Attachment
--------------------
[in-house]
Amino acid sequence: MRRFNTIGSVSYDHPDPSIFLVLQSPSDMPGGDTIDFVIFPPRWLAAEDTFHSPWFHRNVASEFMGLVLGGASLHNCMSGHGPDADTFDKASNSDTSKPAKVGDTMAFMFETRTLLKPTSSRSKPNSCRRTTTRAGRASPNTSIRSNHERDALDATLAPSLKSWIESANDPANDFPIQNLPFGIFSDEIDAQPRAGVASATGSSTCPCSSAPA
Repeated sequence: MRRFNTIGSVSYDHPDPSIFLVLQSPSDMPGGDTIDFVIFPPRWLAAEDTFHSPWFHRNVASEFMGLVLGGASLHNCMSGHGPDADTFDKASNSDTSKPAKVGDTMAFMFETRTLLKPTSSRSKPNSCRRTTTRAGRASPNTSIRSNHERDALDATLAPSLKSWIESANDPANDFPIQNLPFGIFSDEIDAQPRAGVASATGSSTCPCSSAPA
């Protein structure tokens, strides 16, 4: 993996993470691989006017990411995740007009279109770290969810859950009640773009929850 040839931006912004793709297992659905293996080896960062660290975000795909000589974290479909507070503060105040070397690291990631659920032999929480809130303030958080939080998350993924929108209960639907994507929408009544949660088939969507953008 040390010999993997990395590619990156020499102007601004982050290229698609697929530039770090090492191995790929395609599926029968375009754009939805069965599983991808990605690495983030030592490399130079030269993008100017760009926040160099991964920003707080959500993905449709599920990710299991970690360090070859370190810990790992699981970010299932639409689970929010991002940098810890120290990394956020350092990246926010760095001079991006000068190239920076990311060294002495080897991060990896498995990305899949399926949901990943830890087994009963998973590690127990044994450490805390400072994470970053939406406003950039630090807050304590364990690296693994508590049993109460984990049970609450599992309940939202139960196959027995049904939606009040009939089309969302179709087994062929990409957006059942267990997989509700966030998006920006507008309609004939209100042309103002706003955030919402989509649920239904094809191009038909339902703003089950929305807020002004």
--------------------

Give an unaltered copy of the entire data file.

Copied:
[in-house]
Amino acid sequence: MRRFNTIGSVSYDHPDPSIFLVLQSPSDMPGGDTIDFVIFPPRWLAAEDTFHSPWFHRNVASEFMGLVLGGASLHNCMSGHGPDADTFDKASNSDTSKPAKVGDTMAFMFETRTLLKPTSSRSKPNSCRRTTTRAGRASPNTSIRSNHERDALDATLAPSLKSWIESANDPANDFPIQNLPFGIFSDEIDAQPRAGVASATGSSTCPCSSAPA
Repeated sequence: MRRFNTIGSVSYDHPDPSIFLVLQSPSDMPGGDTIDFVIFPPRWLAAEDTFHSPWFHRNVASEFMGLVLGGASLHNCMSGHGPDADTFDKASNSDTSKPAKVGDTMAFMFETRTLLKPTSSRSKPNSCRRTTTRAGRASPNTSIRSNHERDALDATLAPSLKSWIESANDPANDFPIQNLPFGIFSDEIDAQPRAGVASATGSSTCPCSSAPA
């Protein structure tokens, strides 16, 4: 993996993470691989006017990411995740007009279109770290969810859950009640773009929850 040839931006912004793709297992659905293996080896960062660290975000795909000589974290479909507070503060105040070397690291990631659920032999929480809130303030958080939080998350993924929108209960639907994507929408009544949660088939969507953008 040390010999993997990395590619990156020499102007601004982050290229698609697929530039770090090492191995790929395609599926029968375009754009939805069965599983991808990605690495983030030592490399130079030269993008100017760009926040160099991964920003707080959500993905449709599920990710299991970690360090070859370190810990790992699981970010299932639409689970929010991002940098810890120290990394956020350092990246926010760095001079991006000068190239920076990311060294002495080897991060990896498995990305899949399926949901990943830890087994009963998973590690127990044994450490805390400072994470970053939406406003950039630090807050304590364990690296693994508590049993109460984990049970609450599992309940939202139960196959027995049904939606009040009939089309969302179709087994062929990409957006059942267990997989509700966030998006920006507008309609004939209100042309103002706003955030919402989509649920239904094809191009038909339902703003089950929305807020002004």